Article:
A seventh suspect in a spectacular German museum robbery has been arrested at the trial of his six alleged accomplices, police said on Tuesday.
The man, identified by police as Jihad R, was detained at Dresden’s regional court, where the trial of six people accused of the Green Vault burglary is taking place.
Thieves stole 21 pieces of jewellery and a diamond-encrusted sword in a haul estimated to be worth at least €113.8 million ($120m), from the vault inside Dresden’s Royal Palace museum.
All of those on trial are members of the so-called Remmo clan, an extended family known for extensive ties to organised crime in Germany.
Police on Tuesday said: “The 22-year-old Jihad R was arrested this afternoon by officers of the Dresden police on the sidelines of the trial before the regional court, where he was attending as a visitor."
They said the suspect's car and flat in Berlin were had been searched.
Authorities believe the gang carried out the brazen, night-time raid on the Green Vault in November 2019.
None of the jewels, have been recovered, nor the sword which had a diamond-encrusted hilt and a shoulder piece containing the famous 49-carat Dresden white diamond.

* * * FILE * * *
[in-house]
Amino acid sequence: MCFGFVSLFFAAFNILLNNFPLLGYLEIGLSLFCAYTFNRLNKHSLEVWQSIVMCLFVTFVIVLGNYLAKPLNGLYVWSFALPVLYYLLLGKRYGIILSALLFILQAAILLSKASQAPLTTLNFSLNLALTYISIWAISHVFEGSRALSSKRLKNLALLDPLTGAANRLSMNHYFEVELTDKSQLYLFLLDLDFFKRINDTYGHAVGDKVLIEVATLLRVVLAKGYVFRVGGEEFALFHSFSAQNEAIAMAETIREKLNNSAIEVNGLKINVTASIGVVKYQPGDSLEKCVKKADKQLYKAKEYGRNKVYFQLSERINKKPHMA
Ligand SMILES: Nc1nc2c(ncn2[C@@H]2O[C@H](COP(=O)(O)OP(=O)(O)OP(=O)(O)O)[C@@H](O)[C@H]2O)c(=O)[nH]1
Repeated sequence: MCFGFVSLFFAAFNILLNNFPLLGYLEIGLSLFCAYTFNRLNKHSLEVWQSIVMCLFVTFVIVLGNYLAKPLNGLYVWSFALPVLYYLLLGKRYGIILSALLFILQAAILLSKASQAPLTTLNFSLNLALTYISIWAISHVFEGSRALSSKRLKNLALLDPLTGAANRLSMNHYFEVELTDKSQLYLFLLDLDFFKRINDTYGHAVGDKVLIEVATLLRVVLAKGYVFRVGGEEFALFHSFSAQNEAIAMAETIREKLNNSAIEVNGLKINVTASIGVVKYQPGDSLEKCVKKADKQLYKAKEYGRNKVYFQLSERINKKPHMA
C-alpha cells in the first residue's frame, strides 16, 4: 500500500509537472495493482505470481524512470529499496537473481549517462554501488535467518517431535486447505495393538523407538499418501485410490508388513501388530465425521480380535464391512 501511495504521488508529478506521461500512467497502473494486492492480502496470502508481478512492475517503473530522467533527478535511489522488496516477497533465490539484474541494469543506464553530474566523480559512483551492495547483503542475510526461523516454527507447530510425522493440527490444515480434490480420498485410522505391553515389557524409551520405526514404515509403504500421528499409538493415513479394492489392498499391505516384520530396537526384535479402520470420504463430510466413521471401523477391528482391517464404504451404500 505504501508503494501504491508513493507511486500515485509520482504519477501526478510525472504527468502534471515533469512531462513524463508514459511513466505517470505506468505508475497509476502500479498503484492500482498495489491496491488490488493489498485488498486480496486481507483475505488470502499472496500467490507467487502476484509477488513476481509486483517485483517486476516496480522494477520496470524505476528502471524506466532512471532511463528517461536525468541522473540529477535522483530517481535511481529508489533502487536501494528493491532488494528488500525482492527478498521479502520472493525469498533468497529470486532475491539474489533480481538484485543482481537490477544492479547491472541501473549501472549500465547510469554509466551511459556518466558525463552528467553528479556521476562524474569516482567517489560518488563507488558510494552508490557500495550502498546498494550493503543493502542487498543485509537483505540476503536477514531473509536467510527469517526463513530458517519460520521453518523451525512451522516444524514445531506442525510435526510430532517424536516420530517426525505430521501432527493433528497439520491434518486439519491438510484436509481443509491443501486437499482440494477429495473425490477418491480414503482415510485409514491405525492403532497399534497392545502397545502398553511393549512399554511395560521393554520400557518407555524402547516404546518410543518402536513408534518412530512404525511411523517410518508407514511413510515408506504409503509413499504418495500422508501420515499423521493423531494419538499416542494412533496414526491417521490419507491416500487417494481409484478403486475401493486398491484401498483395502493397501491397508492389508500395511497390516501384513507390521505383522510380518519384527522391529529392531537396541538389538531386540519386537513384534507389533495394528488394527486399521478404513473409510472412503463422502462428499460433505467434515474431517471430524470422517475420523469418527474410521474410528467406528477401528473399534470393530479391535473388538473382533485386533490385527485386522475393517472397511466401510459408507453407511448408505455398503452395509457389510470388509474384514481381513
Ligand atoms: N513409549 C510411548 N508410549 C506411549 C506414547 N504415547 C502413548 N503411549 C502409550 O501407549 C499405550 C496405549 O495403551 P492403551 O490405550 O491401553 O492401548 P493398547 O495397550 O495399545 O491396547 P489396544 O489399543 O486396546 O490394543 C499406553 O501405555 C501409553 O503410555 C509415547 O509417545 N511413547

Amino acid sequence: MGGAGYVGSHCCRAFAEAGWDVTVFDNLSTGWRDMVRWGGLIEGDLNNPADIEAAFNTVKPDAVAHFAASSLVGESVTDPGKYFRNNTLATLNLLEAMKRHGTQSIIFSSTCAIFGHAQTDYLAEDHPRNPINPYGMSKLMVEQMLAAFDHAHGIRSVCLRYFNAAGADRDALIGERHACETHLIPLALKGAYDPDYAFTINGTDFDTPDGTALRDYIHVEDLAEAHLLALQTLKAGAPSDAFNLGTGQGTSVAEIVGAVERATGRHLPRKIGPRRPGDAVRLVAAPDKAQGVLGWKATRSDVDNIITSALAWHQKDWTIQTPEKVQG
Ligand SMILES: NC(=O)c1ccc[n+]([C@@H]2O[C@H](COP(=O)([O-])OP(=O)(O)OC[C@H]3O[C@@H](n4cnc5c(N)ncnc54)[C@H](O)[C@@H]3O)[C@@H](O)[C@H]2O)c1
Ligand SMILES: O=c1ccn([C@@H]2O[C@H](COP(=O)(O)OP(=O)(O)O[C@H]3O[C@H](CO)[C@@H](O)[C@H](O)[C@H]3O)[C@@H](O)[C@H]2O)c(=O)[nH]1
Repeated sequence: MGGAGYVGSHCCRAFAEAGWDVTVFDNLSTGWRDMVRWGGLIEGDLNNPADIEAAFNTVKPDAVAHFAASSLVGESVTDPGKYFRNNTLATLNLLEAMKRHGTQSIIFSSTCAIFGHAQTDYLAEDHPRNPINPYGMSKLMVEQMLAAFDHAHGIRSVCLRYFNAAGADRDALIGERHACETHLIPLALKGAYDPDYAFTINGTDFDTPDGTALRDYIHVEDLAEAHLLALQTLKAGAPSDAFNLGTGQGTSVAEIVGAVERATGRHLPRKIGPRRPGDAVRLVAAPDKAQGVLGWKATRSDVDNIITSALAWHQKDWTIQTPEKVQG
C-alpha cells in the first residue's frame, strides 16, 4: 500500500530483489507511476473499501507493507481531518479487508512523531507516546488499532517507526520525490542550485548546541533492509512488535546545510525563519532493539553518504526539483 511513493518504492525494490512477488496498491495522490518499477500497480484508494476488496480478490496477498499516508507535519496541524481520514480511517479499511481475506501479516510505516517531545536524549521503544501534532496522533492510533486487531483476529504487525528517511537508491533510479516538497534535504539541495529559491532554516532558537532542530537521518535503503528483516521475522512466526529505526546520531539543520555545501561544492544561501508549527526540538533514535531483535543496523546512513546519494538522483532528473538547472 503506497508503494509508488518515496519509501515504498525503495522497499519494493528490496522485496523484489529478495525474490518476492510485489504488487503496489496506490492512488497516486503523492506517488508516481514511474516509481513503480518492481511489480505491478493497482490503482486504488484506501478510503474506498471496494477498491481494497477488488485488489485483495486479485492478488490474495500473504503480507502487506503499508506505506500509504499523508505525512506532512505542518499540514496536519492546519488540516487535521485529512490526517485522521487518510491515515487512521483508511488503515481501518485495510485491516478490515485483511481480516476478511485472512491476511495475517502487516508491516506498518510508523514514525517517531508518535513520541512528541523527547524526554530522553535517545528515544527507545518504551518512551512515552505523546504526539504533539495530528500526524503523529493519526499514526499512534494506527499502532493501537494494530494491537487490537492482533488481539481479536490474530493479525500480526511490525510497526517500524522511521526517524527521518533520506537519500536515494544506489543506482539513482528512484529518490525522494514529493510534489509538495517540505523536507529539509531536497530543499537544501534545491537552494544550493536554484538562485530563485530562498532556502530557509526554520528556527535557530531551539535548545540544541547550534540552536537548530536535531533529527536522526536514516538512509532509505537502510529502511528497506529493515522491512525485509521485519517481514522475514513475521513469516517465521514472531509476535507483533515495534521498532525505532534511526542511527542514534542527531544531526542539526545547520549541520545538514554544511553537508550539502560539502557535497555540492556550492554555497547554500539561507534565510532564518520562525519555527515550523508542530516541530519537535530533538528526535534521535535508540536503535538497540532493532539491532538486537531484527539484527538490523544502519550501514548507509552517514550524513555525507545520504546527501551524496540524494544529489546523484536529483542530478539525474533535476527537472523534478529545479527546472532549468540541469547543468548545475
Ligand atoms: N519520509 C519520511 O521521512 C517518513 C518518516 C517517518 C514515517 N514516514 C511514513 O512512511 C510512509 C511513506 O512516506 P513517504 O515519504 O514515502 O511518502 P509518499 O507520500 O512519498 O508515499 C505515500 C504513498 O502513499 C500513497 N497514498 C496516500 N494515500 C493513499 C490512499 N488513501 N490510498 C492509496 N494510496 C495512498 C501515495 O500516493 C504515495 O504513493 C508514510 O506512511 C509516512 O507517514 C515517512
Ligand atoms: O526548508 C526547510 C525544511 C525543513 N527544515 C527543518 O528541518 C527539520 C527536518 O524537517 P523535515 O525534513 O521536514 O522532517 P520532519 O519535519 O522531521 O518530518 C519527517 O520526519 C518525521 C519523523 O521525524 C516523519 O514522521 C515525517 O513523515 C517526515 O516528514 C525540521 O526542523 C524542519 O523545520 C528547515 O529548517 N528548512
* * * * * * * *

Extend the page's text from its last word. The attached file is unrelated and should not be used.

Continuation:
Jihad R is accused of abetting aggravated gang robbery and arson and was allegedly involved in the “entire planning and execution” of the robbery plot, prosecutors said.
At the trial, which began in January, prosecutor Christian Weber said the suspects had stolen “unique and irreplaceable treasures … of outstanding cultural and historical significance”.
Insurance experts say the loot, which originally belonged to the former monarchs of Saxony, is worth at least €113.8m.
It was the latest in a string of eye-catching crimes linked to the Remmos, which saw some of its members convicted in 2020 over the theft of a large gold coin from a Berlin museum.
Two of the suspects in the Dresden case are still serving juvenile sentences for involvement in stealing the gold coin, which has also never been found.
In 2015, Toufic Remmo was convicted and sentenced to eight years in jail after a gang poured petrol in a bank to cover any traces of a robbery and lit a fire, causing an explosion which nearly destroyed the entire building.
The family, which originates in Lebanon and south-east Turkey, arrived in West Germany in the 1980s during the Lebanese civil war.
Most of the stolen items belonged to the Saxon electors Augustus the Strong and Augustus III, who were also kings of what was then Poland and established Dresden as a cultural centre.
The kings competed with French monarch Louis XIV to assemble the most extravagant jewellery collection in Europe at the time.